When I finished reading the short book, the same swelling sense of adventure and possibility and hope in my chest that I felt at age 6 suddenly came back as I looked at that last picture. And I smiled.

And then it was gone. My adult awareness snapped me back to “it’s just a book” and my burdens felt heavy again. How very sad.

After I hugged Benjamin and Charlotte goodbye, I skipped to my car. A smile on my face. It was uphill, but it wasn’t that hard.

written and posted on Facebook, Jan 30, 2014

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The Wheel in the Sky

Written early July, 2010 while parked on the side of the road. Journey was blarring, en route from Colorado to Silver Lake, CA for 6 weeks.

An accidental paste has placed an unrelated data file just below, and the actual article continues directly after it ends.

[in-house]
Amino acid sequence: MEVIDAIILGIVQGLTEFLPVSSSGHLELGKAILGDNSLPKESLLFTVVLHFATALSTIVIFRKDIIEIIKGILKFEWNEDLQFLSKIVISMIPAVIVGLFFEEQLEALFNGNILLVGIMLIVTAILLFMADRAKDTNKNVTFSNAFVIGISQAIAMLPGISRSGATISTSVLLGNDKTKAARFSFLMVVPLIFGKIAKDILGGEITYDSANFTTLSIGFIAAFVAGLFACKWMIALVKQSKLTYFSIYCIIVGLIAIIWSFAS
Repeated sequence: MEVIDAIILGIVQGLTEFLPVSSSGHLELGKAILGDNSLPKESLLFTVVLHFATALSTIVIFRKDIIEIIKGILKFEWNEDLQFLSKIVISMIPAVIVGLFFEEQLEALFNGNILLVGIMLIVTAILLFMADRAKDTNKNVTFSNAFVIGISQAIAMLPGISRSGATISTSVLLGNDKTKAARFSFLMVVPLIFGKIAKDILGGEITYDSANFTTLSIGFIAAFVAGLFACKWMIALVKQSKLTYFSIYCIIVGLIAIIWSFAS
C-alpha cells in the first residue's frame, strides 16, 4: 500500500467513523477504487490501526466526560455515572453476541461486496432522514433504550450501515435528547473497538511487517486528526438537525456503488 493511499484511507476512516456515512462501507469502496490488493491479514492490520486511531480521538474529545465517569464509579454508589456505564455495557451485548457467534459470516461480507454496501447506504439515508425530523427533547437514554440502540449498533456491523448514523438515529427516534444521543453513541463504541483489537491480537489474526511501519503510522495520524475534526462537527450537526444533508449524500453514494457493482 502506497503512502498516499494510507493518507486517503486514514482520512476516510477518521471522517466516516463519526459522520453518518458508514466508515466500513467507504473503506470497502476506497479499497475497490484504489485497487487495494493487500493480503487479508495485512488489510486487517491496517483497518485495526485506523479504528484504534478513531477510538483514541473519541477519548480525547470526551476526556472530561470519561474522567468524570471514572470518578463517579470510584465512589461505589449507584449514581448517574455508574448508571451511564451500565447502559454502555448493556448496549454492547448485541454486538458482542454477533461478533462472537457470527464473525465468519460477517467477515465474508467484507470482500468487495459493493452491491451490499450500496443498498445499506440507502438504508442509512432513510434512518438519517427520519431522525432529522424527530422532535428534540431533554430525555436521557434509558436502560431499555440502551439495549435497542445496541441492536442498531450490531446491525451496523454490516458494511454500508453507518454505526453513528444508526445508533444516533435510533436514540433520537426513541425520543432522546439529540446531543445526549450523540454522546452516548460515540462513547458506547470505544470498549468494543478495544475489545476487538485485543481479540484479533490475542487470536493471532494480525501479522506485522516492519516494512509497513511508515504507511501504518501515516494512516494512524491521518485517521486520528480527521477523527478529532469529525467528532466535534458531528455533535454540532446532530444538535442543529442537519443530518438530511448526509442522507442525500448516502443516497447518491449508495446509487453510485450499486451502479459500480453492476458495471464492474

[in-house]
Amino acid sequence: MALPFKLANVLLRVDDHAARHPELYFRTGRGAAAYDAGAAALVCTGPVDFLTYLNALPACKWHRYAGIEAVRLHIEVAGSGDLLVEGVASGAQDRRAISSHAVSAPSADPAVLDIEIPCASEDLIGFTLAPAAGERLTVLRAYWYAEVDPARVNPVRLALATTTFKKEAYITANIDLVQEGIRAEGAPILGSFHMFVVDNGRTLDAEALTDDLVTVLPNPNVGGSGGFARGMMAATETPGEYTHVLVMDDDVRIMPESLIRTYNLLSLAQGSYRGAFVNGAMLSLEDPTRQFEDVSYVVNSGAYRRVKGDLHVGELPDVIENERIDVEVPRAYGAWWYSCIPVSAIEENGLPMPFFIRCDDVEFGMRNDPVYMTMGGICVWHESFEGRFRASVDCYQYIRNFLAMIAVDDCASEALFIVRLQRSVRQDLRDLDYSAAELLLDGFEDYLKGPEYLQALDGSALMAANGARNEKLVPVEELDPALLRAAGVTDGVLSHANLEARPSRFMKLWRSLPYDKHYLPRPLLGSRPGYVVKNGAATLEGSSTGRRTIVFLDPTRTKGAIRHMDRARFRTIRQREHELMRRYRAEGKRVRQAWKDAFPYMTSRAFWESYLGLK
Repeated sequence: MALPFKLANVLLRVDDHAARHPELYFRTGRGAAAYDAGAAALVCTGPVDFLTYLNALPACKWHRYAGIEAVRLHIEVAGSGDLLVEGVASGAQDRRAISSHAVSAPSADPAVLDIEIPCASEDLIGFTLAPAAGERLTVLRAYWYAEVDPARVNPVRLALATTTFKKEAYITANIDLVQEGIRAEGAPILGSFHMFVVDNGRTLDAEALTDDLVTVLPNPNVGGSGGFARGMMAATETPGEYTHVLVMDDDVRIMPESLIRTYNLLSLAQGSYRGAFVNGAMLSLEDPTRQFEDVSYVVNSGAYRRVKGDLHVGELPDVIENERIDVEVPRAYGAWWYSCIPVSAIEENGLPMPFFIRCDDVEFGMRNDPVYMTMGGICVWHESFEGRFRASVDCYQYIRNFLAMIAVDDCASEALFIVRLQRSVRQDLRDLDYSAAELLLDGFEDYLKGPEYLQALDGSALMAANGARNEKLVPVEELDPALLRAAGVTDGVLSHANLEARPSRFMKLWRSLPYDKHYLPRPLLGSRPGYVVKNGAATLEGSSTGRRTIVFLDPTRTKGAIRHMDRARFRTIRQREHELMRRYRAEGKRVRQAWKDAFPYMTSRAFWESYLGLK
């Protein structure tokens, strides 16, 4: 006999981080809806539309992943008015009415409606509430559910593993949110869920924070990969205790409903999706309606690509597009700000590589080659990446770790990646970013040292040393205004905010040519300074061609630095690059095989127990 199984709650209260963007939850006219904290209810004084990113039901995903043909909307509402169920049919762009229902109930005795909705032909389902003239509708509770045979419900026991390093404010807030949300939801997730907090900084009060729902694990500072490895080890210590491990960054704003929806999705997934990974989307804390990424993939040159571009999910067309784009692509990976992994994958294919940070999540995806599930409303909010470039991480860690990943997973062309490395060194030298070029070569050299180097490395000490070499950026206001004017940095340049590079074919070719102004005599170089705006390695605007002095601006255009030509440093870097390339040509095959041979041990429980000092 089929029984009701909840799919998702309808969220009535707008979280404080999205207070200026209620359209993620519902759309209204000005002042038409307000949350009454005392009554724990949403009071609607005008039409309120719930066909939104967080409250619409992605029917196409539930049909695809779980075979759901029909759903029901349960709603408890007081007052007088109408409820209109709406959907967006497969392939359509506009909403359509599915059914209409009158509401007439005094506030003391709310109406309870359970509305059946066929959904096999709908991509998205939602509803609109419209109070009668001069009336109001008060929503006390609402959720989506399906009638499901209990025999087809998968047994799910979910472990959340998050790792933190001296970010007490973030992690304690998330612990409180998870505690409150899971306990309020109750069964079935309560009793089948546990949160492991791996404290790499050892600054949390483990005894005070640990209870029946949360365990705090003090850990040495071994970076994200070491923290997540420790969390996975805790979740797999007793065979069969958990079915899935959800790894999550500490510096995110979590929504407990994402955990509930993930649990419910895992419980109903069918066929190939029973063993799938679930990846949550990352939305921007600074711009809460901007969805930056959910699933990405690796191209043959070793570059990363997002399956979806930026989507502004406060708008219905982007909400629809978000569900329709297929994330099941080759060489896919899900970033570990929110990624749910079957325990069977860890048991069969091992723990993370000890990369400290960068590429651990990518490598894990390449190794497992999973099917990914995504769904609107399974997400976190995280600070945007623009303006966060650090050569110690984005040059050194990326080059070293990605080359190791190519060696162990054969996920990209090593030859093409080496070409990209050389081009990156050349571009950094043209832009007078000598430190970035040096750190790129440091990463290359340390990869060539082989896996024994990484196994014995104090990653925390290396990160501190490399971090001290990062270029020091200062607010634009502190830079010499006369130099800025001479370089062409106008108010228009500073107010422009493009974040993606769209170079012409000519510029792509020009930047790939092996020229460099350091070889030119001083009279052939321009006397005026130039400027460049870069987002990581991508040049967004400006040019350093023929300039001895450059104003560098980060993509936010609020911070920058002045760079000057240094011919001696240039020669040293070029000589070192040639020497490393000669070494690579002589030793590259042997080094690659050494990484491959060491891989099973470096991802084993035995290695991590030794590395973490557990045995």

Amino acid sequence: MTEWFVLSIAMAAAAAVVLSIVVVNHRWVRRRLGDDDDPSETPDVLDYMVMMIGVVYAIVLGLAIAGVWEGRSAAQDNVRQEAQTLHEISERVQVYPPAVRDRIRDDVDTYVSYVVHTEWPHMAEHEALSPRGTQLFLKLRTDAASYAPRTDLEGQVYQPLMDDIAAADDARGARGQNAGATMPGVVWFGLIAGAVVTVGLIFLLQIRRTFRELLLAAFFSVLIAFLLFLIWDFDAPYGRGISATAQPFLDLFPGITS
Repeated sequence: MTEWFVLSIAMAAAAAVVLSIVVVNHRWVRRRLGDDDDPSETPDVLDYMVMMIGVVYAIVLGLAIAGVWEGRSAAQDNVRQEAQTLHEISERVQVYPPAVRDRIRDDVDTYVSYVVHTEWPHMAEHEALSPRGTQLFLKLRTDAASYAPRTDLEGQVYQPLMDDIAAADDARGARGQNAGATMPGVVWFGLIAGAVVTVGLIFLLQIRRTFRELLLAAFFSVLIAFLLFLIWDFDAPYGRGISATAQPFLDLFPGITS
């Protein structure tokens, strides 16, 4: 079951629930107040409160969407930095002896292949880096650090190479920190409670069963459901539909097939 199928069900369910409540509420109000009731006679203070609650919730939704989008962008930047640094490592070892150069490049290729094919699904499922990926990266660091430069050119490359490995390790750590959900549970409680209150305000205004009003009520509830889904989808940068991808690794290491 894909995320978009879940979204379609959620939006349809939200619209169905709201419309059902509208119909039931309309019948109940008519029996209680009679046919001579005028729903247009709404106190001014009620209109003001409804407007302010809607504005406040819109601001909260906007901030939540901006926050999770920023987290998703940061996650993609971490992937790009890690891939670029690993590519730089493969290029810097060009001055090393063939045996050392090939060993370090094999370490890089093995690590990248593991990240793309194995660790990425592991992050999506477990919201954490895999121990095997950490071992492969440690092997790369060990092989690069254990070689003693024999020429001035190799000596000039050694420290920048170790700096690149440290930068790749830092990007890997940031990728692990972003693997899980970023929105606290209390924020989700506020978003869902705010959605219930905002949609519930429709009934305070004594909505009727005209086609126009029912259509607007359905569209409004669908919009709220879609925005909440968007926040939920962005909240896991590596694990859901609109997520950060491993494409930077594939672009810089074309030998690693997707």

Remarkable things happen when you travel alone. I spent the night in a canyon campground, in the hard back of my precious Audi, convinced that aliens were outside and considering abduction (seriously, but a story for another time). I found a local café in Baker, Nevada that morning, so far off the highway that only wanderers or park-seekers would find it. “Jewel in the rough” was coined here. My search for a 120V plug for my now dead phone and a cup of coffee was the impetus but I knew that I might need to do a little sweet-talking to plug in here…I was hoping for a Starbucks with an abusable bathroom. I tried the sweet-talk, but Grumpy, who obviously caters only to the few presumably odd locals for milk and occasional traveler, was about as warm as a desert lizard at 6am, which it was. Wouldn’t have it. Fortunately, he conceded.